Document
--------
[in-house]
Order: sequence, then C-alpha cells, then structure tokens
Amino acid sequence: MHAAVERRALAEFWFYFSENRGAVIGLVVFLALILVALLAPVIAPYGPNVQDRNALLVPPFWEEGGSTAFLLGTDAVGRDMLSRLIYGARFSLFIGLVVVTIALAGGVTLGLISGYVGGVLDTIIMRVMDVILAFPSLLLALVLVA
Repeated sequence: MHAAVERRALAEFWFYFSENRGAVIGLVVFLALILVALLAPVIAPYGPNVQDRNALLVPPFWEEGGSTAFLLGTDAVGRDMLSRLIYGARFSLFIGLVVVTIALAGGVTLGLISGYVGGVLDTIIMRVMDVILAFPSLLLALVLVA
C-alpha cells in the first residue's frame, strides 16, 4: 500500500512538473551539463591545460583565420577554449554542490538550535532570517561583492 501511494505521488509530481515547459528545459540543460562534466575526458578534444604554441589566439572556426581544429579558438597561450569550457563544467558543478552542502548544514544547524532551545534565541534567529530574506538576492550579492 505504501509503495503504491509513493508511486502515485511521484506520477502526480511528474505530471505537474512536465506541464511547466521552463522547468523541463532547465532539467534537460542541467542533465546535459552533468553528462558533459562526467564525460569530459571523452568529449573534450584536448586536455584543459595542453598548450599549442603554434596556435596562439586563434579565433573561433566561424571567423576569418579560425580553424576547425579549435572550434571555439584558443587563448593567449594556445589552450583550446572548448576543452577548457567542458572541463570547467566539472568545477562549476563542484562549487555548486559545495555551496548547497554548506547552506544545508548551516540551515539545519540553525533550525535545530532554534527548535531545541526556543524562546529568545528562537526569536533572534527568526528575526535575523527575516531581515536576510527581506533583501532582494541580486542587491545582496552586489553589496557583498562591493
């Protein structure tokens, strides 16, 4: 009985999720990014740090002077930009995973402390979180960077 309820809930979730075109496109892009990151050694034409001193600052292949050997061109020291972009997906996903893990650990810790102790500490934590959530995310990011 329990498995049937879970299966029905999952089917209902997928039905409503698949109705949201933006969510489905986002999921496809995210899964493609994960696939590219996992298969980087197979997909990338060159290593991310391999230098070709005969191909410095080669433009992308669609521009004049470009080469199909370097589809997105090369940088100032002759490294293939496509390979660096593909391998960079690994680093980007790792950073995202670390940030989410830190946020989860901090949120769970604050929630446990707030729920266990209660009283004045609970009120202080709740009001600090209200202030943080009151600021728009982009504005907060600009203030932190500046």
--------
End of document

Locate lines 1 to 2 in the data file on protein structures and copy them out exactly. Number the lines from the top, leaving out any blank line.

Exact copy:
[in-house]
Order: sequence, then C-alpha cells, then structure tokens